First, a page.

History & Achievements of Tsukasa Taiko 5

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History and Achievements of Tsukasa Taiko 5

5

Fujima Ryu of Chicago

Tsukasa Taiko has been a pioneer for visual presentation as well, introducing was the kai no kuchi musubi, a classic way to tie the happi obi to Chicago groups during Yoshihashi’s early experiences on the stage. Presently, Tsukasa’s performances require multiple costumes and costume changes. There are several variations of koikuchi (worn with and without harakake), happi, and hachimaki worn throughout a single show. Gintenkai members also wear traditional kimono and yukata. Additionally, Tsukasa is the only group which has implemented the hikinuki technique collaborating closely with Japanese classical dance school Fujima Ryu of Chicago.



Discography

Tsukasa Taiko has many other milestone accomplishments. Tsukasa is currently the only community taiko group in Chicago with CD releases, recognizing the changing generations of Tsukasa’s history. The first CD was released in 2006 which highlighted Yoshihashi and a second was in produced in 2011 featuring Amy Homma and the Gintenkai Performance Unit. The most recent release in 2013 was an exclusive CD of Gintenkai Performance Unit.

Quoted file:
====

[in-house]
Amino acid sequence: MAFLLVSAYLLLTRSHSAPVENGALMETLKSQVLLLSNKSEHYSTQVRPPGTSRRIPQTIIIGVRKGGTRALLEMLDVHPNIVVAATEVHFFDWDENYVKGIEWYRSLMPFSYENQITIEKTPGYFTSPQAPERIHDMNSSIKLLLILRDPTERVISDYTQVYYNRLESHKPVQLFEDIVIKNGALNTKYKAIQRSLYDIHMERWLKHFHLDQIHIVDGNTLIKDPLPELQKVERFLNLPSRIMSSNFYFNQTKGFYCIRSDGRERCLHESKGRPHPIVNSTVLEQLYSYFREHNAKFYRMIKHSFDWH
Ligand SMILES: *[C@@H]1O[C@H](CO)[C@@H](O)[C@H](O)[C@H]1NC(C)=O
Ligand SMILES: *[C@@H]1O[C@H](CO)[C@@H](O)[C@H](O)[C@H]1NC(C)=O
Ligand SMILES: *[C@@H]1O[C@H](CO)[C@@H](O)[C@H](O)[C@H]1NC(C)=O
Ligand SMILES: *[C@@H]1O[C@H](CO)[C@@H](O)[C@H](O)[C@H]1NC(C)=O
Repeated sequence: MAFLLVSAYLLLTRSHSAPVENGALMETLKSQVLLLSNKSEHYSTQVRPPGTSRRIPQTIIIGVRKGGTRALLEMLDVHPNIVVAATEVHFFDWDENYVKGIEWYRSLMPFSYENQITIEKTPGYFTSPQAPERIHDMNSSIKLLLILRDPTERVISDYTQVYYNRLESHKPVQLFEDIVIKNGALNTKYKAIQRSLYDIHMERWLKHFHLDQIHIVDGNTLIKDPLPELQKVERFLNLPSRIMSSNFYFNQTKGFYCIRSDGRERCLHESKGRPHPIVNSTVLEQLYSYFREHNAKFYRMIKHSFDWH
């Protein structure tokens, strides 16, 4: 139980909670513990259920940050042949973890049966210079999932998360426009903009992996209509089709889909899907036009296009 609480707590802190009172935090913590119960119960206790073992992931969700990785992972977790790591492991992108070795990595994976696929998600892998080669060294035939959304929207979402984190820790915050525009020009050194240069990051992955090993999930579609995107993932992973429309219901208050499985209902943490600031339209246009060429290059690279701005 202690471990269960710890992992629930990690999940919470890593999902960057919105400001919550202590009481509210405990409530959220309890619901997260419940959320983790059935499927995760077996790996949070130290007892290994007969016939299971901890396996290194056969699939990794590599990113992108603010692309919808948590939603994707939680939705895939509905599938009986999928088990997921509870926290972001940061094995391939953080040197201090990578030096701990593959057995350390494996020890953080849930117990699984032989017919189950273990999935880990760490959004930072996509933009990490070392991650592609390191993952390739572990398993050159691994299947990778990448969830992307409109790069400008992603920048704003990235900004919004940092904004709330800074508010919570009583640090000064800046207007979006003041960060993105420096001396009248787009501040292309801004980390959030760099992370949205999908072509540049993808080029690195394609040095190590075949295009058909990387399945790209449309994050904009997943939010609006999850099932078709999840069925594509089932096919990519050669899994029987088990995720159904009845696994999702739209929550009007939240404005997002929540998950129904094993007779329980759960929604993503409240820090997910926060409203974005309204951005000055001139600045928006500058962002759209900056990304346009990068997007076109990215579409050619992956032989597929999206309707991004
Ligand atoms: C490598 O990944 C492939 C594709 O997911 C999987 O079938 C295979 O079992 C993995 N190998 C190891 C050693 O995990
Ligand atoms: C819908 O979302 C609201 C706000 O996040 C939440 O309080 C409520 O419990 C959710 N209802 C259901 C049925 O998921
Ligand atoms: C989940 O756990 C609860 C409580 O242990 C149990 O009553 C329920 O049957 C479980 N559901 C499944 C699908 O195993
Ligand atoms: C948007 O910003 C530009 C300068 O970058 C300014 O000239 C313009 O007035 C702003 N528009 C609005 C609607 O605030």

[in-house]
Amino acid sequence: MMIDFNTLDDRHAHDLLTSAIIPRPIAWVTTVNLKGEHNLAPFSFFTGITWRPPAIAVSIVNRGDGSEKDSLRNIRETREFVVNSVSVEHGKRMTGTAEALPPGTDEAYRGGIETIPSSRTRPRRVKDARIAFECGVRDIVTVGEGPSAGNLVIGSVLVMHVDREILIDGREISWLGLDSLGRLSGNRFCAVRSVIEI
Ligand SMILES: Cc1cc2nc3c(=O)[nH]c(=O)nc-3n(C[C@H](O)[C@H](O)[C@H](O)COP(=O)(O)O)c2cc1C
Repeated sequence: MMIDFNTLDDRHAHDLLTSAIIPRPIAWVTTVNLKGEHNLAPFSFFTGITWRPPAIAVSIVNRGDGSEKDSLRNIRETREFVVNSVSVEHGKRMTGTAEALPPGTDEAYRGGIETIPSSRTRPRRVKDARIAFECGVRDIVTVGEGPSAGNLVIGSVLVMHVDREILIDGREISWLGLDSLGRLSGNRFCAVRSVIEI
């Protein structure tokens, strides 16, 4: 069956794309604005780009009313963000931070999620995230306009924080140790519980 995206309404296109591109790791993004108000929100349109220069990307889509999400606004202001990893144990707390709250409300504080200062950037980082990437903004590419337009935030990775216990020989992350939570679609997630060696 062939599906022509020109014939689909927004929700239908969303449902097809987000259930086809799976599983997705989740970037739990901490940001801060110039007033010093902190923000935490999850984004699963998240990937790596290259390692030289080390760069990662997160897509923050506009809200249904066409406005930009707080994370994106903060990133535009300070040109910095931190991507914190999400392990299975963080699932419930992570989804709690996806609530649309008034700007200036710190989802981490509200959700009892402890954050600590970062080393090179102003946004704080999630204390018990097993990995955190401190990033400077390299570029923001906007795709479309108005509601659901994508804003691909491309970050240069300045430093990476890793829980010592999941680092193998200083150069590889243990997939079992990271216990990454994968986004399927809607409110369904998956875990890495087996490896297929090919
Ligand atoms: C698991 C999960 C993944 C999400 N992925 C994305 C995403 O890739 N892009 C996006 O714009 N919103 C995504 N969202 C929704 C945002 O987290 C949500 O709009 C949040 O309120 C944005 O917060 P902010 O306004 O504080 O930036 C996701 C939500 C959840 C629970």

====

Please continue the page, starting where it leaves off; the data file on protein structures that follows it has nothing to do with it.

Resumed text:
Tsukasa Taiko has actively participated in public events supporting the recovery from the 2011 Tohoku earthquake and tsunami disaster around Chicago. This year of 2015 included an event at the Richard J. Daley Center coupled with a photo exhibit chronicling the rebuilding process.



EDUCATIONAL  PROGRAMS

Tsukasa Taiko is distinguished as being the sole Japanese speaking taiko group. Tsukasa emphasizes the preservation of language as part of the cultural legacy. Gintenkai Leader Kiyomi Negi and Gintenkai Captain Kioto Aoki are bilingual, second generation Japanese Americans. Though not all members are of Japanese descent classes are taught in English and Japanese, stressing cultural etiquette in the Chicago setting. As part of the educational outreach Tsukasa also offers lectures, workshops and classes for public schools and universities studying the Japanese language in the Chicagoland and Midwest area.



National presence, community roots

2011 Japanese Earthquake Relief Fundraiser



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